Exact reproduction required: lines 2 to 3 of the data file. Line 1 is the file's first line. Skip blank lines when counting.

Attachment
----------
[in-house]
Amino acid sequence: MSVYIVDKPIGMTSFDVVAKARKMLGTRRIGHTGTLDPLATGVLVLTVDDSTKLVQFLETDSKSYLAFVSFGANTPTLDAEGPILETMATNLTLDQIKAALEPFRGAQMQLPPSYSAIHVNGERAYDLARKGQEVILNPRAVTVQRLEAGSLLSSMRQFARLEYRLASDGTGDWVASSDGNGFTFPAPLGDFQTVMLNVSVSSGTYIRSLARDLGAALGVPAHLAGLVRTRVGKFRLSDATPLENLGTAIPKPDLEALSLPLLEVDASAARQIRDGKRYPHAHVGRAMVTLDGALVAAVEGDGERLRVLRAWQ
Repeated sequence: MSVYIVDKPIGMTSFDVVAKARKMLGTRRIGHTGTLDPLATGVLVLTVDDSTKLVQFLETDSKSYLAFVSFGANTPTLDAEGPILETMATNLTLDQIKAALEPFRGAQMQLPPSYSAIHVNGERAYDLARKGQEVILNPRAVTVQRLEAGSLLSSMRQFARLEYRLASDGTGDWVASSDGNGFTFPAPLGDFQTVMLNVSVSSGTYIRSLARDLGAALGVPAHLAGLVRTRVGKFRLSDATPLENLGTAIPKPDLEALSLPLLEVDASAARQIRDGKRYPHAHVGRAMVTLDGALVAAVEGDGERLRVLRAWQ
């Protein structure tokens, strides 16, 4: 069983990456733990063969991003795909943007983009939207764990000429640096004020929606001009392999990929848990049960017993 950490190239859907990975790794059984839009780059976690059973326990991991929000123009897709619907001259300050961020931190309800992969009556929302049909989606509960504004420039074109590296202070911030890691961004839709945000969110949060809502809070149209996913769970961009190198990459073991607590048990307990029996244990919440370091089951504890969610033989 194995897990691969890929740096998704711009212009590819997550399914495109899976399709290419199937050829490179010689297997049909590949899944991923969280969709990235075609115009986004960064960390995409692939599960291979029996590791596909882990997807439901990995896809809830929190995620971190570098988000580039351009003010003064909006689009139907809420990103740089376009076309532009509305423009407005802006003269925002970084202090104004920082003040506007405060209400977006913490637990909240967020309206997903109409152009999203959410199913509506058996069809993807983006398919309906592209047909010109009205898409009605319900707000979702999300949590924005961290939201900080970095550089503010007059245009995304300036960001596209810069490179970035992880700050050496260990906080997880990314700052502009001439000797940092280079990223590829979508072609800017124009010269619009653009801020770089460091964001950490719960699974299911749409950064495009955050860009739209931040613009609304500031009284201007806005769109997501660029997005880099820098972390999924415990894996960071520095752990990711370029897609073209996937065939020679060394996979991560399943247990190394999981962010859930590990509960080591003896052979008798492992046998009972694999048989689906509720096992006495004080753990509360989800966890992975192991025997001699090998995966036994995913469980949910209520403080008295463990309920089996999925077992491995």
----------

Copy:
Amino acid sequence: MSVYIVDKPIGMTSFDVVAKARKMLGTRRIGHTGTLDPLATGVLVLTVDDSTKLVQFLETDSKSYLAFVSFGANTPTLDAEGPILETMATNLTLDQIKAALEPFRGAQMQLPPSYSAIHVNGERAYDLARKGQEVILNPRAVTVQRLEAGSLLSSMRQFARLEYRLASDGTGDWVASSDGNGFTFPAPLGDFQTVMLNVSVSSGTYIRSLARDLGAALGVPAHLAGLVRTRVGKFRLSDATPLENLGTAIPKPDLEALSLPLLEVDASAARQIRDGKRYPHAHVGRAMVTLDGALVAAVEGDGERLRVLRAWQ
Repeated sequence: MSVYIVDKPIGMTSFDVVAKARKMLGTRRIGHTGTLDPLATGVLVLTVDDSTKLVQFLETDSKSYLAFVSFGANTPTLDAEGPILETMATNLTLDQIKAALEPFRGAQMQLPPSYSAIHVNGERAYDLARKGQEVILNPRAVTVQRLEAGSLLSSMRQFARLEYRLASDGTGDWVASSDGNGFTFPAPLGDFQTVMLNVSVSSGTYIRSLARDLGAALGVPAHLAGLVRTRVGKFRLSDATPLENLGTAIPKPDLEALSLPLLEVDASAARQIRDGKRYPHAHVGRAMVTLDGALVAAVEGDGERLRVLRAWQ